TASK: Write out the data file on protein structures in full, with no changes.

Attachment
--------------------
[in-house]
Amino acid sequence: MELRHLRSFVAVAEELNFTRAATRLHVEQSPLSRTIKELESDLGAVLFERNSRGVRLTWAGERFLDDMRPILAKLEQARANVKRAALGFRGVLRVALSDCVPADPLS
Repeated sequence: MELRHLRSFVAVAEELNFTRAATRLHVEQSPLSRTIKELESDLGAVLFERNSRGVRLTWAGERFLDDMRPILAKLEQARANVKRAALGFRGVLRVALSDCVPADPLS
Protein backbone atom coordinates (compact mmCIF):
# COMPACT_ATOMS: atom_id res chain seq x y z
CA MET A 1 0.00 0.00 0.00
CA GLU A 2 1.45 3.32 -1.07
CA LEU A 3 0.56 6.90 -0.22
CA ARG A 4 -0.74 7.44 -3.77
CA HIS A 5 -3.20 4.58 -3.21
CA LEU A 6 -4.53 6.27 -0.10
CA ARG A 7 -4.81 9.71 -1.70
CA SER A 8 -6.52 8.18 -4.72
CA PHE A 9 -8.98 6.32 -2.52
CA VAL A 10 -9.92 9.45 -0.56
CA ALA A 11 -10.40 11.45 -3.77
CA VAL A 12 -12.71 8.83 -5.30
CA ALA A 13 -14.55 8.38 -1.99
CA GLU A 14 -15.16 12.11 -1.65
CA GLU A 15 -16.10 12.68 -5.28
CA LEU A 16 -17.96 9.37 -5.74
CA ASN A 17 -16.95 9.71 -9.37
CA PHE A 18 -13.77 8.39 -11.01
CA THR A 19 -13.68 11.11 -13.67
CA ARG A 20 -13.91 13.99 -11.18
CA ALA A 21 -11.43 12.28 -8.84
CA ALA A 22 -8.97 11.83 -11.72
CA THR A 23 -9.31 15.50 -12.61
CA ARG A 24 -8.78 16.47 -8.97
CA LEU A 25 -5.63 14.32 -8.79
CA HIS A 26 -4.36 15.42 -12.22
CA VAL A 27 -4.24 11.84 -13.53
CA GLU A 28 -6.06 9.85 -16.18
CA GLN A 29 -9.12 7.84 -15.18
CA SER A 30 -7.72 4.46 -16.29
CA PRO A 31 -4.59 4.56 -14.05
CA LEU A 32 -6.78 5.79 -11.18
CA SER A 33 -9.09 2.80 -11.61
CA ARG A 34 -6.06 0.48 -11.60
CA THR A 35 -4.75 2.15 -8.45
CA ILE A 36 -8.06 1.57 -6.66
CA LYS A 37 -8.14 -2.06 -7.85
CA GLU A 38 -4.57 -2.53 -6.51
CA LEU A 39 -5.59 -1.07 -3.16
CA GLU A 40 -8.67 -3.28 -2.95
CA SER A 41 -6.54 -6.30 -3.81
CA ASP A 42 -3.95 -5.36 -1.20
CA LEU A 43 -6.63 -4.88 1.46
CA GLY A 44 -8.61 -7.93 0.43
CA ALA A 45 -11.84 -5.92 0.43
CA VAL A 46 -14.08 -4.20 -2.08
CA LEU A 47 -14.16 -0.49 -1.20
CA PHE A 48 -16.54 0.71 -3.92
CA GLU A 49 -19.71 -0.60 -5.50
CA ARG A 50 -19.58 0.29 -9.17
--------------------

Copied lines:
[in-house]
Amino acid sequence: MELRHLRSFVAVAEELNFTRAATRLHVEQSPLSRTIKELESDLGAVLFERNSRGVRLTWAGERFLDDMRPILAKLEQARANVKRAALGFRGVLRVALSDCVPADPLS
Repeated sequence: MELRHLRSFVAVAEELNFTRAATRLHVEQSPLSRTIKELESDLGAVLFERNSRGVRLTWAGERFLDDMRPILAKLEQARANVKRAALGFRGVLRVALSDCVPADPLS
Protein backbone atom coordinates (compact mmCIF):
# COMPACT_ATOMS: atom_id res chain seq x y z
CA MET A 1 0.00 0.00 0.00
CA GLU A 2 1.45 3.32 -1.07
CA LEU A 3 0.56 6.90 -0.22
CA ARG A 4 -0.74 7.44 -3.77
CA HIS A 5 -3.20 4.58 -3.21
CA LEU A 6 -4.53 6.27 -0.10
CA ARG A 7 -4.81 9.71 -1.70
CA SER A 8 -6.52 8.18 -4.72
CA PHE A 9 -8.98 6.32 -2.52
CA VAL A 10 -9.92 9.45 -0.56
CA ALA A 11 -10.40 11.45 -3.77
CA VAL A 12 -12.71 8.83 -5.30
CA ALA A 13 -14.55 8.38 -1.99
CA GLU A 14 -15.16 12.11 -1.65
CA GLU A 15 -16.10 12.68 -5.28
CA LEU A 16 -17.96 9.37 -5.74
CA ASN A 17 -16.95 9.71 -9.37
CA PHE A 18 -13.77 8.39 -11.01
CA THR A 19 -13.68 11.11 -13.67
CA ARG A 20 -13.91 13.99 -11.18
CA ALA A 21 -11.43 12.28 -8.84
CA ALA A 22 -8.97 11.83 -11.72
CA THR A 23 -9.31 15.50 -12.61
CA ARG A 24 -8.78 16.47 -8.97
CA LEU A 25 -5.63 14.32 -8.79
CA HIS A 26 -4.36 15.42 -12.22
CA VAL A 27 -4.24 11.84 -13.53
CA GLU A 28 -6.06 9.85 -16.18
CA GLN A 29 -9.12 7.84 -15.18
CA SER A 30 -7.72 4.46 -16.29
CA PRO A 31 -4.59 4.56 -14.05
CA LEU A 32 -6.78 5.79 -11.18
CA SER A 33 -9.09 2.80 -11.61
CA ARG A 34 -6.06 0.48 -11.60
CA THR A 35 -4.75 2.15 -8.45
CA ILE A 36 -8.06 1.57 -6.66
CA LYS A 37 -8.14 -2.06 -7.85
CA GLU A 38 -4.57 -2.53 -6.51
CA LEU A 39 -5.59 -1.07 -3.16
CA GLU A 40 -8.67 -3.28 -2.95
CA SER A 41 -6.54 -6.30 -3.81
CA ASP A 42 -3.95 -5.36 -1.20
CA LEU A 43 -6.63 -4.88 1.46
CA GLY A 44 -8.61 -7.93 0.43
CA ALA A 45 -11.84 -5.92 0.43
CA VAL A 46 -14.08 -4.20 -2.08
CA LEU A 47 -14.16 -0.49 -1.20
CA PHE A 48 -16.54 0.71 -3.92
CA GLU A 49 -19.71 -0.60 -5.50
CA ARG A 50 -19.58 0.29 -9.17